• If you have grieving to do, do it whole-heartedly. But don’t stay there.
  •  Live fully. Enjoy what God gives you to enjoy.
  • Dream again. Don’t hold back—dream big. What does God have for you next?
These ideas have helped. Yes, I still pick up the phone to call my mom or find jigsaw puzzles for my dad. I still if wonder I could have, should have done more for them. Guilt and remorse creep in.

But I realize that’s the voice of our enemy, the accuser. So I intentionally turn to words of life in God’s Word. I leave my broken heart at Jesus’ feet. I embrace the blessings He sends my way.
I affirm this truth: It is Sweet in the Middle!

About the Author:

Robin Steinweg says life is like a sandwich-cookie. Whatever circumstances close in on us, it can be Sweet in the Middle. Her writings can be found in Today’s Christian Woman, Upper Room, Secret Place and The Christian Pulse. She also writes monthly for Music Teachers Helper blog.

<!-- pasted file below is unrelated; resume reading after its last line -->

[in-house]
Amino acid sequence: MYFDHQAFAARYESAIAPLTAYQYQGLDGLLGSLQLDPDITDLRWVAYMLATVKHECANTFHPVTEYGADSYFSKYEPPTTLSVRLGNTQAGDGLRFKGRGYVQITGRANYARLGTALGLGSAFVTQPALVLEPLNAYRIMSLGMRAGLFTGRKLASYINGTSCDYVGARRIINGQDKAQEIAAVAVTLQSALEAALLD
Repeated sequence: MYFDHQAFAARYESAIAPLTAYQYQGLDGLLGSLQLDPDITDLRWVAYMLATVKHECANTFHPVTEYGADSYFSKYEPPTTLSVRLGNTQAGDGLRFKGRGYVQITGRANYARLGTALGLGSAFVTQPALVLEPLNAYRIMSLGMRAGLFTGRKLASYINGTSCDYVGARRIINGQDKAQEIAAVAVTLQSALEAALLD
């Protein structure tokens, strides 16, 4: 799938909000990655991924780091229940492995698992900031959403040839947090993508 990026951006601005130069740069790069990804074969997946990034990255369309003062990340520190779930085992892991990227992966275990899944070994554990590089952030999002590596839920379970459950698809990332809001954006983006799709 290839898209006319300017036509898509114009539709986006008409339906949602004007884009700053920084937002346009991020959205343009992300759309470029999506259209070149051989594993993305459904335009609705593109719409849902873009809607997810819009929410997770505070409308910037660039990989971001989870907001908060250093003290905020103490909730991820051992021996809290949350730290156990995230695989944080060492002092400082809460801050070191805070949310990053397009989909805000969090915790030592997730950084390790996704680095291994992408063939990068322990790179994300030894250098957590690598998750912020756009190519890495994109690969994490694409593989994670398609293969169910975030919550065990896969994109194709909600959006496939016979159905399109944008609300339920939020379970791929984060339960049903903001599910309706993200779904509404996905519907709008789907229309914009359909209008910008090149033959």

Tuesday, September 12, 2017

Picking Daisy by Kimberly Miller


Daisy Parker isn’t the woman that rock star Robby Grant would have imagined himself falling for. She’s soft-spoken, sweet, and lives by a strange code the struggling musician is recognizing as Biblical. And he’s helpless against it. Even if Daisy is hard-pressed to believe that a man like Robby would see her—a woman long forgotten by the rest of the world—as anything more than a step back to his career. But Robby challenges Daisy in ways she’d long avoided. With their mutual love of music, it seems nothing can separate them—not Daisy’s wheelchair or Robby’s ego. As Robby grows into the man he’s long dreamed of being, Daisy dares to trust again. But will this sweet melody last?